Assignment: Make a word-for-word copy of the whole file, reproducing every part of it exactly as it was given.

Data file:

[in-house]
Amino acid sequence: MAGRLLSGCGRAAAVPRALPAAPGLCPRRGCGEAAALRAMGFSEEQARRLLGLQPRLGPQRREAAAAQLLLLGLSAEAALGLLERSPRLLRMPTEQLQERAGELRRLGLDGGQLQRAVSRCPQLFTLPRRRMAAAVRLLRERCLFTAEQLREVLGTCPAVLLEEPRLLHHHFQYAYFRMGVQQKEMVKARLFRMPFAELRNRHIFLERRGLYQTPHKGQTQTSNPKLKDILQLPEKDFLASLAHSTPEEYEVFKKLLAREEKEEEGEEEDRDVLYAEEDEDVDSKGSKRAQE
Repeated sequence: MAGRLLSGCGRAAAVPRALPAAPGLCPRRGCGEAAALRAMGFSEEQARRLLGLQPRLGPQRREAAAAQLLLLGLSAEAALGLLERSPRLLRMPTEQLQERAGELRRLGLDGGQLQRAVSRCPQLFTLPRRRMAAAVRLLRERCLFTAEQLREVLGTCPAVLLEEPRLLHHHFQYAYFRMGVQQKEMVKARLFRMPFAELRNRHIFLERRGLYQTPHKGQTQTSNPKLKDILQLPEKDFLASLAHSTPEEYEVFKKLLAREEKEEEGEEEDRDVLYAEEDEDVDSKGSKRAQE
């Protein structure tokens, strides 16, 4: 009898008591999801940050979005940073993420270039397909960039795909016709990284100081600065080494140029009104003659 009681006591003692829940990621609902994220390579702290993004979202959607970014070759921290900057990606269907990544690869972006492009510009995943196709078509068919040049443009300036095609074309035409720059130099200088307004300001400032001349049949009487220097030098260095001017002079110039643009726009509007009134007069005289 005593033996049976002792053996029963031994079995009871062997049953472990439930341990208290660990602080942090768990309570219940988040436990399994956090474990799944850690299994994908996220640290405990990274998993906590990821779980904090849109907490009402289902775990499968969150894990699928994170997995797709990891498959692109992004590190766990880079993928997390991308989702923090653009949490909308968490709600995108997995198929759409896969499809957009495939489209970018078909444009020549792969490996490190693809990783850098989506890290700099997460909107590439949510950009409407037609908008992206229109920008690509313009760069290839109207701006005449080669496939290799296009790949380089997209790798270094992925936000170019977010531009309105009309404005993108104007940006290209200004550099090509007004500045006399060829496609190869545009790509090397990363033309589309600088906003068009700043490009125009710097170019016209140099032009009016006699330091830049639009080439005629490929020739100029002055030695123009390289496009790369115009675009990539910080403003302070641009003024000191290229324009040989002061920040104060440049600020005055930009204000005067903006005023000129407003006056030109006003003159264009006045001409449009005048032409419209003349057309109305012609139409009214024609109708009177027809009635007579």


[in-house]
Amino acid sequence: MAGRLLSGCGRAAAVPRALPAAPGLCPRRGCGEAAALRAMGFSEEQARRLLGLQPRLGPQRREAAAAQLLLLGLSAEAALGLLERSPRLLRMPTEQLQERAGELRRLGLDGGQLQRAVSRCPQLFTLPRRRMAAAVRLLRERCLFTAEQLREVLGTCPAVLLEEPRLLHHHFQYAYFRMGVQQKEMVKARLFRMPFAELRNRHIFLERRGLYQTPHKGQTQTSNPKLKDILQLPEKDFLASLAHSTPEEYEVFKKLLAREEKEEEGEEEDRDVLYAEEDEDVDSKGSKRAQE
Repeated sequence: MAGRLLSGCGRAAAVPRALPAAPGLCPRRGCGEAAALRAMGFSEEQARRLLGLQPRLGPQRREAAAAQLLLLGLSAEAALGLLERSPRLLRMPTEQLQERAGELRRLGLDGGQLQRAVSRCPQLFTLPRRRMAAAVRLLRERCLFTAEQLREVLGTCPAVLLEEPRLLHHHFQYAYFRMGVQQKEMVKARLFRMPFAELRNRHIFLERRGLYQTPHKGQTQTSNPKLKDILQLPEKDFLASLAHSTPEEYEVFKKLLAREEKEEEGEEEDRDVLYAEEDEDVDSKGSKRAQE
């Protein structure tokens, strides 16, 4: 009898008591999801940050979005940073993420270039397909960039795909016709990284100081600065080494140029009104003659 009681006591003692829940990621609902994220390579702290993004979202959607970014070759921290900057990606269907990544690869972006492009510009995943196709078509068919040049443009300036095609074309035409720059130099200088307004300001400032001349049949009487220097030098260095001017002079110039643009726009509007009134007069005289 005593033996049976002792053996029963031994079995009871062997049953472990439930341990208290660990602080942090768990309570219940988040436990399994956090474990799944850690299994994908996220640290405990990274998993906590990821779980904090849109907490009402289902775990499968969150894990699928994170997995797709990891498959692109992004590190766990880079993928997390991308989702923090653009949490909308968490709600995108997995198929759409896969499809957009495939489209970018078909444009020549792969490996490190693809990783850098989506890290700099997460909107590439949510950009409407037609908008992206229109920008690509313009760069290839109207701006005449080669496939290799296009790949380089997209790798270094992925936000170019977010531009309105009309404005993108104007940006290209200004550099090509007004500045006399060829496609190869545009790509090397990363033309589309600088906003068009700043490009125009710097170019016209140099032009009016006699330091830049639009080439005629490929020739100029002055030695123009390289496009790369115009675009990539910080403003302070641009003024000191290229324009040989002061920040104060440049600020005055930009204000005067903006005023000129407003006056030109006003003159264009006045001409449009005048032409419209003349057309109305012609139409009214024609109708009177027809009635007579």